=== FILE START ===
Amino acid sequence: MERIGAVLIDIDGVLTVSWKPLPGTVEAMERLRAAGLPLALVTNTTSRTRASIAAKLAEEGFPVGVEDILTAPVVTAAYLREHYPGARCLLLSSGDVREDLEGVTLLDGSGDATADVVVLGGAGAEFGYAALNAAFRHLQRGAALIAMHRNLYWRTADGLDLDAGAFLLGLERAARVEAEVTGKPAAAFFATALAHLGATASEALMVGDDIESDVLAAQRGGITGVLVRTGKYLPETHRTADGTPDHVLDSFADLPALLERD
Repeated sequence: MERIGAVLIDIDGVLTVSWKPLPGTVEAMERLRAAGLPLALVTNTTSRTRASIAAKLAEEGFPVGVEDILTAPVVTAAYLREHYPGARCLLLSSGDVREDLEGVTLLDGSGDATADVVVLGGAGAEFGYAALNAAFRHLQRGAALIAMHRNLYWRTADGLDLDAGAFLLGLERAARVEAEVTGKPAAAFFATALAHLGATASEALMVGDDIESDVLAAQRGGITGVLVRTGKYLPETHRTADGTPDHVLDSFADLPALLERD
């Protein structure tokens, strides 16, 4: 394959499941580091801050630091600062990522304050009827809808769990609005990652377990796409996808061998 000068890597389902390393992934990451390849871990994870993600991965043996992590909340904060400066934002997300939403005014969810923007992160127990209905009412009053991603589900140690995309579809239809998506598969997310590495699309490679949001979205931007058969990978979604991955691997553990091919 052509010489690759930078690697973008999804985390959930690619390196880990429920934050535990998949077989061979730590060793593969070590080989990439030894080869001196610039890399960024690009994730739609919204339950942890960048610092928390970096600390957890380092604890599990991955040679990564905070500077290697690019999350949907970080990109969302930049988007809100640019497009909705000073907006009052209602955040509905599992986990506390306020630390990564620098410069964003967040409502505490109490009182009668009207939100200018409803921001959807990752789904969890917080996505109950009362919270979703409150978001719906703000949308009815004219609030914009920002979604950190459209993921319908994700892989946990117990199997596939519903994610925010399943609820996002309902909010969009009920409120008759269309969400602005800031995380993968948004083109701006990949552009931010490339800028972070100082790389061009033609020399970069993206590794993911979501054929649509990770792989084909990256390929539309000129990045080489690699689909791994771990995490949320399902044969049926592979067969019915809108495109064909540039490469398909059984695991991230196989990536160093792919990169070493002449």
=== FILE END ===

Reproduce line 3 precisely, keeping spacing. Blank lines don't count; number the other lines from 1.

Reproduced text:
């Protein structure tokens, strides 16, 4: 394959499941580091801050630091600062990522304050009827809808769990609005990652377990796409996808061998 000068890597389902390393992934990451390849871990994870993600991965043996992590909340904060400066934002997300939403005014969810923007992160127990209905009412009053991603589900140690995309579809239809998506598969997310590495699309490679949001979205931007058969990978979604991955691997553990091919 052509010489690759930078690697973008999804985390959930690619390196880990429920934050535990998949077989061979730590060793593969070590080989990439030894080869001196610039890399960024690009994730739609919204339950942890960048610092928390970096600390957890380092604890599990991955040679990564905070500077290697690019999350949907970080990109969302930049988007809100640019497009909705000073907006009052209602955040509905599992986990506390306020630390990564620098410069964003967040409502505490109490009182009668009207939100200018409803921001959807990752789904969890917080996505109950009362919270979703409150978001719906703000949308009815004219609030914009920002979604950190459209993921319908994700892989946990117990199997596939519903994610925010399943609820996002309902909010969009009920409120008759269309969400602005800031995380993968948004083109701006990949552009931010490339800028972070100082790389061009033609020399970069993206590794993911979501054929649509990770792989084909990256390929539309000129990045080489690699689909791994771990995490949320399902044969049926592979067969019915809108495109064909540039490469398909059984695991991230196989990536160093792919990169070493002449």